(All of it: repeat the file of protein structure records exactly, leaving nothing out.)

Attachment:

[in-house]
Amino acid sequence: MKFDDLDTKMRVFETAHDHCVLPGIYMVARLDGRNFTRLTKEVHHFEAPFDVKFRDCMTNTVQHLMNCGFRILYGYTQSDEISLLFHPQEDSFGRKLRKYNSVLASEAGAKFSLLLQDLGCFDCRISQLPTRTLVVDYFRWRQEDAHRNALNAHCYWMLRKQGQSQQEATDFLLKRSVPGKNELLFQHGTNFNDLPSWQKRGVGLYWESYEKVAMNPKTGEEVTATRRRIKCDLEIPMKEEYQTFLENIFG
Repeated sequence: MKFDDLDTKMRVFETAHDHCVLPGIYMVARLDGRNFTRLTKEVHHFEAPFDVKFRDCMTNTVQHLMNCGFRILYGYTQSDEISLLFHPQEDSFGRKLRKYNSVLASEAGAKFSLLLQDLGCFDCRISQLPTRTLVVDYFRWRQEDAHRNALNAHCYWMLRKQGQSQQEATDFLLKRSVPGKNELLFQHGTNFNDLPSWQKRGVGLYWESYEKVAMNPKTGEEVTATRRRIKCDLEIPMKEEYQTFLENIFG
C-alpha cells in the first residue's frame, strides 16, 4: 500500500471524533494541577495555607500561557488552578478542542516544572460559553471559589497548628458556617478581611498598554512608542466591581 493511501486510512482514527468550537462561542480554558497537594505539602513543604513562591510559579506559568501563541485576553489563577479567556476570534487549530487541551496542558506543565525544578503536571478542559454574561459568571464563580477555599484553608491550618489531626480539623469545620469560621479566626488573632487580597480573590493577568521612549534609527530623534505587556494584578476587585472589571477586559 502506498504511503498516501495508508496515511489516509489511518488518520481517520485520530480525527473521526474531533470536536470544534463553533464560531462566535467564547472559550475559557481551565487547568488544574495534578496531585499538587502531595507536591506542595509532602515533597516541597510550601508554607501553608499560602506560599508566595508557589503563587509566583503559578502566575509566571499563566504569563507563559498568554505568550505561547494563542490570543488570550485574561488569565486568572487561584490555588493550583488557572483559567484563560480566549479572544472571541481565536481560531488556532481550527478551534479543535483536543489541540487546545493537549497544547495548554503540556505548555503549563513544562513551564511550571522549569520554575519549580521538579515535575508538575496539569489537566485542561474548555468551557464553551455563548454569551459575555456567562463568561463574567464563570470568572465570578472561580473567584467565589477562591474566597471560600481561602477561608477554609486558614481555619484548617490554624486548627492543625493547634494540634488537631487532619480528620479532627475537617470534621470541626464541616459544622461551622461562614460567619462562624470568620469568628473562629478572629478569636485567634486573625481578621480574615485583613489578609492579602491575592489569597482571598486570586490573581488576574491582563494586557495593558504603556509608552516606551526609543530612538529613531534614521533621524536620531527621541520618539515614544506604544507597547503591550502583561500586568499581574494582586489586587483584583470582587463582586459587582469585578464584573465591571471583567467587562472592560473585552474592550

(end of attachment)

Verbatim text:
[in-house]
Amino acid sequence: MKFDDLDTKMRVFETAHDHCVLPGIYMVARLDGRNFTRLTKEVHHFEAPFDVKFRDCMTNTVQHLMNCGFRILYGYTQSDEISLLFHPQEDSFGRKLRKYNSVLASEAGAKFSLLLQDLGCFDCRISQLPTRTLVVDYFRWRQEDAHRNALNAHCYWMLRKQGQSQQEATDFLLKRSVPGKNELLFQHGTNFNDLPSWQKRGVGLYWESYEKVAMNPKTGEEVTATRRRIKCDLEIPMKEEYQTFLENIFG
Repeated sequence: MKFDDLDTKMRVFETAHDHCVLPGIYMVARLDGRNFTRLTKEVHHFEAPFDVKFRDCMTNTVQHLMNCGFRILYGYTQSDEISLLFHPQEDSFGRKLRKYNSVLASEAGAKFSLLLQDLGCFDCRISQLPTRTLVVDYFRWRQEDAHRNALNAHCYWMLRKQGQSQQEATDFLLKRSVPGKNELLFQHGTNFNDLPSWQKRGVGLYWESYEKVAMNPKTGEEVTATRRRIKCDLEIPMKEEYQTFLENIFG
C-alpha cells in the first residue's frame, strides 16, 4: 500500500471524533494541577495555607500561557488552578478542542516544572460559553471559589497548628458556617478581611498598554512608542466591581 493511501486510512482514527468550537462561542480554558497537594505539602513543604513562591510559579506559568501563541485576553489563577479567556476570534487549530487541551496542558506543565525544578503536571478542559454574561459568571464563580477555599484553608491550618489531626480539623469545620469560621479566626488573632487580597480573590493577568521612549534609527530623534505587556494584578476587585472589571477586559 502506498504511503498516501495508508496515511489516509489511518488518520481517520485520530480525527473521526474531533470536536470544534463553533464560531462566535467564547472559550475559557481551565487547568488544574495534578496531585499538587502531595507536591506542595509532602515533597516541597510550601508554607501553608499560602506560599508566595508557589503563587509566583503559578502566575509566571499563566504569563507563559498568554505568550505561547494563542490570543488570550485574561488569565486568572487561584490555588493550583488557572483559567484563560480566549479572544472571541481565536481560531488556532481550527478551534479543535483536543489541540487546545493537549497544547495548554503540556505548555503549563513544562513551564511550571522549569520554575519549580521538579515535575508538575496539569489537566485542561474548555468551557464553551455563548454569551459575555456567562463568561463574567464563570470568572465570578472561580473567584467565589477562591474566597471560600481561602477561608477554609486558614481555619484548617490554624486548627492543625493547634494540634488537631487532619480528620479532627475537617470534621470541626464541616459544622461551622461562614460567619462562624470568620469568628473562629478572629478569636485567634486573625481578621480574615485583613489578609492579602491575592489569597482571598486570586490573581488576574491582563494586557495593558504603556509608552516606551526609543530612538529613531534614521533621524536620531527621541520618539515614544506604544507597547503591550502583561500586568499581574494582586489586587483584583470582587463582586459587582469585578464584573465591571471583567467587562472592560473585552474592550